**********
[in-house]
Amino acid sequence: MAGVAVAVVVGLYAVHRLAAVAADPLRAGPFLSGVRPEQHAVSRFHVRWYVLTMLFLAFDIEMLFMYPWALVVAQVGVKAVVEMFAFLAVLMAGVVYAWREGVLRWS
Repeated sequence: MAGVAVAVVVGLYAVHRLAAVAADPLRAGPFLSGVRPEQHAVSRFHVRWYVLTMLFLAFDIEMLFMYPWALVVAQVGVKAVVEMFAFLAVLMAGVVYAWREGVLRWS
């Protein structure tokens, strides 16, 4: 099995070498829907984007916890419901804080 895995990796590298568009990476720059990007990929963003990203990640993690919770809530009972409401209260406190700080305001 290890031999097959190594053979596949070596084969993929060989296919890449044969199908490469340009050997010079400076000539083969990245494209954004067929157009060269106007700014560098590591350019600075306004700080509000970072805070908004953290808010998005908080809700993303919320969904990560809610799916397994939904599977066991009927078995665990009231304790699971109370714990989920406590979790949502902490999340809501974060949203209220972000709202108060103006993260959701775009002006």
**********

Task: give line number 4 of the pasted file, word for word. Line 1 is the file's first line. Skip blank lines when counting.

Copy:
């Protein structure tokens, strides 16, 4: 099995070498829907984007916890419901804080 895995990796590298568009990476720059990007990929963003990203990640993690919770809530009972409401209260406190700080305001 290890031999097959190594053979596949070596084969993929060989296919890449044969199908490469340009050997010079400076000539083969990245494209954004067929157009060269106007700014560098590591350019600075306004700080509000970072805070908004953290808010998005908080809700993303919320969904990560809610799916397994939904599977066991009927078995665990009231304790699971109370714990989920406590979790949502902490999340809501974060949203209220972000709202108060103006993260959701775009002006």